At the NFL Draft, general manager Sonny Weaver has the opportunity to rebuild his team when he trades for the number one pick. He must decide what he's willing to...Read More
Two Days in April
This 2007 documentary film from director Don Argott is about four players preparing for the 2006 NFL draft. There's plenty of appearances from NFL veteran players and coaches, but the real drama is with the players on the emotional day of the draft. The tension behind the scenes was just as high as what was filmed, leading to a delayed release and the doc getting less attention than it should have. But this fascinating, clear-eyed look at the draft process from the players' point of view shouldn't be overlooked.
Follows the story of 4 college football players signed by the sports agency IMG, as they bring them to a training facility in Florida and both physically and mentally...Read More
Director George Clooney takes on the chaotic early days of professional football in this story (very) loosely based on Harold “Red” Grange’s signing by the Chicago Bears in 1925. Clooney stars as Jimmy “Dodge” Connelly, the captain of the struggling Duluth Bulldogs. In an effort to turn the team around, Dodge signs Carter “The Bullet” Rutherford (John Krasinski) a star player and decorated WWI veteran.
The movie is as loopy as the brawling, trick play-filled style we see on the field, with Renee Zellweger as the sports reporter that’s caught the eye of both Connelly and Rutherford. Clooney’s direction combines screwball romantic comedy with chaotic, free-for-all football, giving us a light look at how the game was played way back when.
A light hearted comedy about the beginnings of Professional American Football. When a decorated war hero and college all star is tempted into playing professional...Read More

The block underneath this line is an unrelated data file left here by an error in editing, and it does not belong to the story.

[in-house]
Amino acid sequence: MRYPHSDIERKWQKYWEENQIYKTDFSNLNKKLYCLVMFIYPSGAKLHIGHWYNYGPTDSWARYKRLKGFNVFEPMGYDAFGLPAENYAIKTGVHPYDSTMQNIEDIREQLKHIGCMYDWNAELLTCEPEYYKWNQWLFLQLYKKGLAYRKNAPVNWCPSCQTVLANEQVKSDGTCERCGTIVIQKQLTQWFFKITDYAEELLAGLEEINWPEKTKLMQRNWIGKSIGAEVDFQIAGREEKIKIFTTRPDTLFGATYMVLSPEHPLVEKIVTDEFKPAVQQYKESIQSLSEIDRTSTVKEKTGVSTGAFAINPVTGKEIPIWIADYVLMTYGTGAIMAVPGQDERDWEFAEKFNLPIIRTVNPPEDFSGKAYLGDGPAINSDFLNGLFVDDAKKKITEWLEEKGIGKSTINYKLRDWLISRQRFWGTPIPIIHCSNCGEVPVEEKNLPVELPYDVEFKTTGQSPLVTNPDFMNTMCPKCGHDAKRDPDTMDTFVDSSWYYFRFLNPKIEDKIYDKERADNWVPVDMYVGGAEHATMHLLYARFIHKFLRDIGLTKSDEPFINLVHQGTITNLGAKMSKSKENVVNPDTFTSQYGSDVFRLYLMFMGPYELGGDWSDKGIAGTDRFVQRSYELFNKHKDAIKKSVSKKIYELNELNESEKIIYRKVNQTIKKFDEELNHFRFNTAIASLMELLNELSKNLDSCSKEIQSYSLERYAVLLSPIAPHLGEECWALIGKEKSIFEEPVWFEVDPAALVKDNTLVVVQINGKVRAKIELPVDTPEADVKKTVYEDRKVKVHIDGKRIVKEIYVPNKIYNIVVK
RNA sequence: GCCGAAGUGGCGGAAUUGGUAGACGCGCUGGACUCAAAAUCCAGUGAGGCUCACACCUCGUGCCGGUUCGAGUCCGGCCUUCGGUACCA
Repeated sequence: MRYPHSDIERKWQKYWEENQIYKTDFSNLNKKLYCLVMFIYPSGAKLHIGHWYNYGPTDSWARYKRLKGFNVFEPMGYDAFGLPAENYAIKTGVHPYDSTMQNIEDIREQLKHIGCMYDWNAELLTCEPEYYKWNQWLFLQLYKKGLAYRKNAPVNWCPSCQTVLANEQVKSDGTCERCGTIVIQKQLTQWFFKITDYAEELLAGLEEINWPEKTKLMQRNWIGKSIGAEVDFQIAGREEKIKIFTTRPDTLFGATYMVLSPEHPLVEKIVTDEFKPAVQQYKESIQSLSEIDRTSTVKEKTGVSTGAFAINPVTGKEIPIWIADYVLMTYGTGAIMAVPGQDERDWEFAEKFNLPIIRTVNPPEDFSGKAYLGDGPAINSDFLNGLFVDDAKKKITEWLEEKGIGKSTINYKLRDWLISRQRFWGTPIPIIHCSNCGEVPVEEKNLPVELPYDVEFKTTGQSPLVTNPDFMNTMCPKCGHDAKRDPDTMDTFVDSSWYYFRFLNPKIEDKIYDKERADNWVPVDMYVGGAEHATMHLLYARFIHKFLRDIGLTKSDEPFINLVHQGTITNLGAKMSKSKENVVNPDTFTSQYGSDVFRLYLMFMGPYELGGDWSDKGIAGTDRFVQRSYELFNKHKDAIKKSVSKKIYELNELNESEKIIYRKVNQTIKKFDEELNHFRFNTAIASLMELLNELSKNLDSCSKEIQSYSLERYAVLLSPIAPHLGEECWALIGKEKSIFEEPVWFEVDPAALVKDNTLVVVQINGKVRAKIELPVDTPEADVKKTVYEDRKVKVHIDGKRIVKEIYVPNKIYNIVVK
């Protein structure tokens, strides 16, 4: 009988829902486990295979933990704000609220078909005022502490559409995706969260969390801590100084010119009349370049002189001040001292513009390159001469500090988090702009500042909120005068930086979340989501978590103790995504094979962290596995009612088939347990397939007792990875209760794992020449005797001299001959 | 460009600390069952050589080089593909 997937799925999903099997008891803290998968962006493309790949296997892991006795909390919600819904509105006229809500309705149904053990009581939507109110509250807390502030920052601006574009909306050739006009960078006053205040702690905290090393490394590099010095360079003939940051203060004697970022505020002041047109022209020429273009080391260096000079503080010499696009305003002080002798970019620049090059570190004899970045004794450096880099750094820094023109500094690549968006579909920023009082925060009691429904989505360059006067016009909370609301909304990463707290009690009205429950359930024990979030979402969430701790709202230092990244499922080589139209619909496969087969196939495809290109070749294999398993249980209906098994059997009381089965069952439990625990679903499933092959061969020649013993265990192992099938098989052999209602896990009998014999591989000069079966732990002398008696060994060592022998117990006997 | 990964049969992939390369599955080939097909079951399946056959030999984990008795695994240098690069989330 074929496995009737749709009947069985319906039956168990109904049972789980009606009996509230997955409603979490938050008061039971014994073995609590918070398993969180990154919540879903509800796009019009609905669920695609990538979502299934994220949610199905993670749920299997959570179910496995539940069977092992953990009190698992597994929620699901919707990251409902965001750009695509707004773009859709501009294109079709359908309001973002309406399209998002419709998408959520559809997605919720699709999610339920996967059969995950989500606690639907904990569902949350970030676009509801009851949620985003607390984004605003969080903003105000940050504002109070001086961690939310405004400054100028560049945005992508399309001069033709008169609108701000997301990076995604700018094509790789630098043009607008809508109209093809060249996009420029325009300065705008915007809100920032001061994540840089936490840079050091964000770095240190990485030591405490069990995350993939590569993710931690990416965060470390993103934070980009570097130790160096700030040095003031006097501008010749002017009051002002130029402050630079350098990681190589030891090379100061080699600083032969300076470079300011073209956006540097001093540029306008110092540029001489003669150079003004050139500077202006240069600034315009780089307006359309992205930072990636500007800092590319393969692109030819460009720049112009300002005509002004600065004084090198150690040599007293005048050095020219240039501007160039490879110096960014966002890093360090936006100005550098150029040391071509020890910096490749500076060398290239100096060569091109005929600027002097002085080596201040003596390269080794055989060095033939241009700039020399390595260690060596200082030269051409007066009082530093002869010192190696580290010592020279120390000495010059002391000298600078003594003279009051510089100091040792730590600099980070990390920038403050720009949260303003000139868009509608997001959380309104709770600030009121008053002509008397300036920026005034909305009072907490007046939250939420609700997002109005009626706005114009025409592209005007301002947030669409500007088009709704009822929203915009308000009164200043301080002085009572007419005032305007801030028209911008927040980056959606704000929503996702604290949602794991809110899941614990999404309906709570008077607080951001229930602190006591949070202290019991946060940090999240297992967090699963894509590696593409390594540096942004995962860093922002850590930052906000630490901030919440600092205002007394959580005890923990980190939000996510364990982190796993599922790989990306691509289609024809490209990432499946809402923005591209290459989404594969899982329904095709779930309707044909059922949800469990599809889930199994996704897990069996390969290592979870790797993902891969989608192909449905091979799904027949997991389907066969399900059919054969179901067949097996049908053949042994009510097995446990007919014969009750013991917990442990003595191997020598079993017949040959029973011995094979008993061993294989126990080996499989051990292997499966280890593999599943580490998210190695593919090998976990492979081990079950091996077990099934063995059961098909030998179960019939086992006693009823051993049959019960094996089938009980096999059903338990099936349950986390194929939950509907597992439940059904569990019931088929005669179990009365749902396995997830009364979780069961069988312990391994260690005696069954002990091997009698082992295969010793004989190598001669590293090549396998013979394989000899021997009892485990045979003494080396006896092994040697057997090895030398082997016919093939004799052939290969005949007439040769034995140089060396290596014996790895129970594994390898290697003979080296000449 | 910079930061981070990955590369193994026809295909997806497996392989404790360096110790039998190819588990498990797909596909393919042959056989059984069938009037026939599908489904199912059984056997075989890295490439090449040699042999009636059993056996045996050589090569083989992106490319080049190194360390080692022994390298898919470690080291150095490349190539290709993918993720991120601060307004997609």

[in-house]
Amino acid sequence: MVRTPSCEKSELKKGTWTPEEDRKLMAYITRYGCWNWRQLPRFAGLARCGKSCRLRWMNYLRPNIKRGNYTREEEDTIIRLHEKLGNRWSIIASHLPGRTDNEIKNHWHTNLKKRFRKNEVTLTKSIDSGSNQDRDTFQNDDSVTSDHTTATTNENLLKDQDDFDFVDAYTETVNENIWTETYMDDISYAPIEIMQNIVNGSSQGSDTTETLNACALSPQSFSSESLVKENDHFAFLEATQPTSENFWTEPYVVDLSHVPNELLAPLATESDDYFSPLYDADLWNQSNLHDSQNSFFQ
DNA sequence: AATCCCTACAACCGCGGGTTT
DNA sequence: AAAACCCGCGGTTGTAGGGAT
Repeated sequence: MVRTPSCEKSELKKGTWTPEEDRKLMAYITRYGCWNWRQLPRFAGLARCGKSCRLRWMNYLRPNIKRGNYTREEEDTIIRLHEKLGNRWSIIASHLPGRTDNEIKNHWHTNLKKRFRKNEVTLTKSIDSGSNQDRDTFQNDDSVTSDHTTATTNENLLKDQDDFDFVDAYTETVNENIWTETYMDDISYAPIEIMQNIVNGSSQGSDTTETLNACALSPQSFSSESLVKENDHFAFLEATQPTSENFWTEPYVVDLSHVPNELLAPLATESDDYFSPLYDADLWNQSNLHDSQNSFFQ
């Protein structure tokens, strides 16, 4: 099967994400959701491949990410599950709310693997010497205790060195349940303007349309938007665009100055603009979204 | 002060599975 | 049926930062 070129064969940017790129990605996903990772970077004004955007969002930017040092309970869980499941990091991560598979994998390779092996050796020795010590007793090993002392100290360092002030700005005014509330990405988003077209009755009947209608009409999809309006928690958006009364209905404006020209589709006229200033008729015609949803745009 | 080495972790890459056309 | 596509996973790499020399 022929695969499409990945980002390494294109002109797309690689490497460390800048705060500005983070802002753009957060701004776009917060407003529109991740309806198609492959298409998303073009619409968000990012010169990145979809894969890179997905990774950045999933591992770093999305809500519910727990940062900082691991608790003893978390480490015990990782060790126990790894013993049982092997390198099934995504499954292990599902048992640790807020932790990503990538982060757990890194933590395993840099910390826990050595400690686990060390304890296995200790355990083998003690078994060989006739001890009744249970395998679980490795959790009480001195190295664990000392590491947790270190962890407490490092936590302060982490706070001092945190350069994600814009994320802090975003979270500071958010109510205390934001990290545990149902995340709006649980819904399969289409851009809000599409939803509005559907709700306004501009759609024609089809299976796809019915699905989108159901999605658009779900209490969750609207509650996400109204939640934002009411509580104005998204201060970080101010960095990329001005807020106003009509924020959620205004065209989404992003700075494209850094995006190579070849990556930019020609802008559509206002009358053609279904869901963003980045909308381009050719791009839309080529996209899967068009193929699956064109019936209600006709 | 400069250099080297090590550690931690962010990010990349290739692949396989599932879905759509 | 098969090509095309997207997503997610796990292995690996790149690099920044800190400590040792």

North Dallas Forty
[caption id="attachment_78570" align="aligncenter" width="900"] Mac Davis (left) and Nick Nolter (right) in 'North Dallas Forty'[/caption}
Loosely (very loosely) based on the Dallas Cowboys of the 70s, 'North Dallas Forty' is a story of a pair of football stars, wide receiver Phil Elliot (Nick Nolte), a jaded veteran, and quarterback Seth Maxwell (Mac Davis) who hasn't yet tired of the hard partying off the field.Since this is the 70s, sex, alcohol, and painkillers are standard elements of the ubiquitous parties off the field, but Nolte's world-weary Elliot may have finally had enough. 'North Dallas Forty' gives us a glimpse of the freewheeling past of pro football, far before every aspect of players and teams were examined by social media and the 24-hour news cycle.
A semi-fictional account of life as a professional Football (American-style) player. Loosely based on the Dallas Cowboys team of the early 1970s.Read More
Writer/director Peter Landseman takes a serious look at the physical toll professional football takes on players in this 2015 drama. Will Smith stars as neuropathologist Dr. Bennet Omalu, the man who discovered chronic traumatic encephalopathy (CTE), a degenerative disease affecting NFL players and other athletes. Smith’s Omalu is soft-spoken but fiercely persistent as he tries to get the NFL to acknowledge and address the health crisis he's unearthed. The discovery of CTE leads to a Congressional investigation and lawsuits from hundreds of players against the NFL, and the film gives us a sobering look at Omalu’s work and the league’s unwillingness to accept his findings.
A dramatic thriller based on the incredible true David vs. Goliath story of American immigrant Dr. Bennet Omalu, the brilliant forensic neuropathologist who made...Read More
We've saved the saddest and arguably the best movie for last. 'Brian's Song' tells the true story of the deep friendship between Brian Piccolo (James Caan) and Gale Sayers (Billy Dee Williams), both rookie wide receivers for the Chicago Bears. Although they eventually get the chance to play at the same time, with Piccolo now at fullback, Piccolo's cancer diagnosis keeps him off the field, cutting short their time together. Williams' Sayers isn't afraid to be emotional with his teammates about the loss of his friend, making this film one of the iconic portrayals of male friendship. Like 'Rudy,' this football film is all but guaranteed to get tears out of even the most stoic of men.
Based on the real-life relationship between teammates Brian Piccolo and Gale Sayers and the bond established when Piccolo discovers that he is dying.Read More